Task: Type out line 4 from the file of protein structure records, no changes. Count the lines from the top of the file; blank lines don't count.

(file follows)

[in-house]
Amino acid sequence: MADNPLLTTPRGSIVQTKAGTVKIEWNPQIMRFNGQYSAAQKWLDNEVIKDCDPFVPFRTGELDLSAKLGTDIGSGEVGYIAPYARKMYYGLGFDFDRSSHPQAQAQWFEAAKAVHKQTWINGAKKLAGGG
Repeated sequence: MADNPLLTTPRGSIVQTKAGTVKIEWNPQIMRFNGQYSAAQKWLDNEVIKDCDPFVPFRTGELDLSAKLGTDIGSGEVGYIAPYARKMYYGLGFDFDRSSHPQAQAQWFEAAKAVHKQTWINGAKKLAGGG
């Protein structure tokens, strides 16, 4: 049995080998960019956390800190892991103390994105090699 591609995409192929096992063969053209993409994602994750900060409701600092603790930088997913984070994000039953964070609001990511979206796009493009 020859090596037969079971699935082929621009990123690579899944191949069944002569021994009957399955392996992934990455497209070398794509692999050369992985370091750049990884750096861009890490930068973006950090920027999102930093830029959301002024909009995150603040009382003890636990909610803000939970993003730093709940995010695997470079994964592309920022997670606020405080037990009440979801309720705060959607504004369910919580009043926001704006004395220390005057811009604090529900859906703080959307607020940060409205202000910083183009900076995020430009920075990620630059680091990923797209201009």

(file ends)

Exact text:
């Protein structure tokens, strides 16, 4: 049995080998960019956390800190892991103390994105090699 591609995409192929096992063969053209993409994602994750900060409701600092603790930088997913984070994000039953964070609001990511979206796009493009 020859090596037969079971699935082929621009990123690579899944191949069944002569021994009957399955392996992934990455497209070398794509692999050369992985370091750049990884750096861009890490930068973006950090920027999102930093830029959301002024909009995150603040009382003890636990909610803000939970993003730093709940995010695997470079994964592309920022997670606020405080037990009440979801309720705060959607504004369910919580009043926001704006004395220390005057811009604090529900859906703080959307607020940060409205202000910083183009900076995020430009920075990620630059680091990923797209201009």